Early on, when father would come to visit the children, he would often take only L out. S and C were still in diapers, which, according to mother, was too much of a hassle for father. Father's visits with C increased when C was about two and one-half years old and out of diapers. The visits were not regularly scheduled; sometimes months passed between visits.

In early 2002, the parties entered into a mediated agreement regarding parenting time. Under the agreement, father was to have parenting time with the children every other weekend. The parties adhered to the agreement until the fall of 2002, when mother obtained a second restraining order against father, who had come at her with a pole and thrown things at her while she was in a car with L. After mother obtained the restraining order, father sent mother a letter stating that he no longer wanted contact with the children.

That changed in 2005, and father again had parenting time with the children every other weekend. Because the second restraining order was still in effect, the children's paternal grandmother would pick up the children.

When L was 11 years old, she stopped visiting father; she testified that she stopped visiting because father called her a name. S and C continued to visit father, but those visits ceased when, after the second restraining order lapsed in October 2006, the grandmother no longer picked up the children. On several occasions, mother drove S and C to father's house for weekend visits, but no one was there to meet them. Father missed three months of visits in a row. S decided she did not want to visit father anymore.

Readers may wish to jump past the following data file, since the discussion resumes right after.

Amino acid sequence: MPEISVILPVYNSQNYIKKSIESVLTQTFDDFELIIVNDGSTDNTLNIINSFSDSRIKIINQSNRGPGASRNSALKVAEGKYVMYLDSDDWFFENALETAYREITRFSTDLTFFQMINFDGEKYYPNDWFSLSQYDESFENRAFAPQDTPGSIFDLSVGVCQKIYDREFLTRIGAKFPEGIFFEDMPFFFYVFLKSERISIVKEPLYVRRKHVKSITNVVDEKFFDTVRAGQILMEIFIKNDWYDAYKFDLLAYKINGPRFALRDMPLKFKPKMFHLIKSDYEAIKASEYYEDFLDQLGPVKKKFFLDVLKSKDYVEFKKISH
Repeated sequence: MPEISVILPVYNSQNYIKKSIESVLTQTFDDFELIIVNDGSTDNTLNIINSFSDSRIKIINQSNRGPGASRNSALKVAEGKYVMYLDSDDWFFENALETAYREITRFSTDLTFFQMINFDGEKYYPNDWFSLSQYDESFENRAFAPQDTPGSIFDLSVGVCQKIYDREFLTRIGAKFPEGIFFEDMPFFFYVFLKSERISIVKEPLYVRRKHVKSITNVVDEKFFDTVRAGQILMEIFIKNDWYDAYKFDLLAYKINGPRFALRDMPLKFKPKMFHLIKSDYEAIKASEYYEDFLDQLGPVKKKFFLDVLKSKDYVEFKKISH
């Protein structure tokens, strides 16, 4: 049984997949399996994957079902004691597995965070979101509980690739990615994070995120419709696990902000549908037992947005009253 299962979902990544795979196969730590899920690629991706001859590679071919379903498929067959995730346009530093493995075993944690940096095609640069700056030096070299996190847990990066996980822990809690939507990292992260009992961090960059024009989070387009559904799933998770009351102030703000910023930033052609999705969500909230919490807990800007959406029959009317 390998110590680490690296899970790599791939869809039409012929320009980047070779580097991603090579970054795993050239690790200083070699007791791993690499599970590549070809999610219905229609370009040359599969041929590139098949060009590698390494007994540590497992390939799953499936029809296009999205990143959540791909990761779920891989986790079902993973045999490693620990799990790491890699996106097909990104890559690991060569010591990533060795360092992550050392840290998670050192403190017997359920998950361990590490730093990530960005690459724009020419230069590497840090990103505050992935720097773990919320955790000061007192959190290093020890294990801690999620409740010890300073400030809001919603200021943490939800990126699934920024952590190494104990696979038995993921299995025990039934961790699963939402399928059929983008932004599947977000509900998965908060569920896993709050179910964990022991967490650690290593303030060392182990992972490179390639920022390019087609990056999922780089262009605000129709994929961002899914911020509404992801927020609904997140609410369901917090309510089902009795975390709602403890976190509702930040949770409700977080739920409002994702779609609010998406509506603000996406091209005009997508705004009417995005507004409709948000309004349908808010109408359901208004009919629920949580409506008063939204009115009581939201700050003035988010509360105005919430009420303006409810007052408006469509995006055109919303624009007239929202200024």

After Christmas 2006, father resumed visits with C every other weekend, and he has continued them since. In addition, C has visited father for longer periods during the summers. In April 2008, father filed a motion for sole custody of C. At the hearing on the motion, father asserted that, under the then current custodial arrangement, his relationship with C was being actively undermined.

At the time of the custody hearing, C was 11. He lived with mother and his sisters, as he had since birth.

237 Or.App. 183

Mother was his primary parent and had been since the parties separated 10 years earlier. As father himself testified, C was strongly attached to mother, and mother “support[ed] him 100 percent.”

C's sisters were 14 and 12. C and his sisters had what could be described as a typical sibling relationship. C and his oldest sister, L, fought over video games and bickered in the car. L teased C, but she also defended him against teasing by others. C's other sister, S, had always been close to C. S was protective of him; she stopped L from teasing him.